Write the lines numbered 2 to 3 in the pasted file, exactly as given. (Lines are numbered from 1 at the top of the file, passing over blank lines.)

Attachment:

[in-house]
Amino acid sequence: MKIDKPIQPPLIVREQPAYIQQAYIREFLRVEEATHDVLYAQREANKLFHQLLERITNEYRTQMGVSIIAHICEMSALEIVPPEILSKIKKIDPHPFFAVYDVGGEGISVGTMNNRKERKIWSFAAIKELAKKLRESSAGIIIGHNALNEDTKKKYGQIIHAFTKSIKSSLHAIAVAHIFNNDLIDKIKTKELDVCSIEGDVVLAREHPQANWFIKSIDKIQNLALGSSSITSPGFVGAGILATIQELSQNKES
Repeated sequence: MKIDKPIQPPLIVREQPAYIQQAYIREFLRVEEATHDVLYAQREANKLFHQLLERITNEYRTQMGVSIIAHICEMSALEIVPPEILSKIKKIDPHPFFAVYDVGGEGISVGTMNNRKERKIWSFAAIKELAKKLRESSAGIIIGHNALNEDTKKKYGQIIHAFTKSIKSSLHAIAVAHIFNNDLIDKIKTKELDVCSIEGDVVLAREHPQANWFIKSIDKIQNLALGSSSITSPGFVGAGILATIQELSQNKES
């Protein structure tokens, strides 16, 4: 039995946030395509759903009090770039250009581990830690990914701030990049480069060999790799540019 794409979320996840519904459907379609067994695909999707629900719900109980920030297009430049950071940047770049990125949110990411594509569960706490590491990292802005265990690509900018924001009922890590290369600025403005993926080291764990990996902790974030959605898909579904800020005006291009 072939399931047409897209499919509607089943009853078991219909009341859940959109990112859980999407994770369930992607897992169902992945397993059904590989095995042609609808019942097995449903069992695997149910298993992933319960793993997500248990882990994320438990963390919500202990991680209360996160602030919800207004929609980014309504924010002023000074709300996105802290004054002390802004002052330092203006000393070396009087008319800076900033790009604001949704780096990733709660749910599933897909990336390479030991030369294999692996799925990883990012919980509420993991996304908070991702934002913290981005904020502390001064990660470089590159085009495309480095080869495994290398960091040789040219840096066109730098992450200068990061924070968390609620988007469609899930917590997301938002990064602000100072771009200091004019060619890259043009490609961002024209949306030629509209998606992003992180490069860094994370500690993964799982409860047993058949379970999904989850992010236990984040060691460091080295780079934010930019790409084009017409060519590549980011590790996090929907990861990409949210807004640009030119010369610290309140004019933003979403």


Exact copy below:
Amino acid sequence: MKIDKPIQPPLIVREQPAYIQQAYIREFLRVEEATHDVLYAQREANKLFHQLLERITNEYRTQMGVSIIAHICEMSALEIVPPEILSKIKKIDPHPFFAVYDVGGEGISVGTMNNRKERKIWSFAAIKELAKKLRESSAGIIIGHNALNEDTKKKYGQIIHAFTKSIKSSLHAIAVAHIFNNDLIDKIKTKELDVCSIEGDVVLAREHPQANWFIKSIDKIQNLALGSSSITSPGFVGAGILATIQELSQNKES
Repeated sequence: MKIDKPIQPPLIVREQPAYIQQAYIREFLRVEEATHDVLYAQREANKLFHQLLERITNEYRTQMGVSIIAHICEMSALEIVPPEILSKIKKIDPHPFFAVYDVGGEGISVGTMNNRKERKIWSFAAIKELAKKLRESSAGIIIGHNALNEDTKKKYGQIIHAFTKSIKSSLHAIAVAHIFNNDLIDKIKTKELDVCSIEGDVVLAREHPQANWFIKSIDKIQNLALGSSSITSPGFVGAGILATIQELSQNKES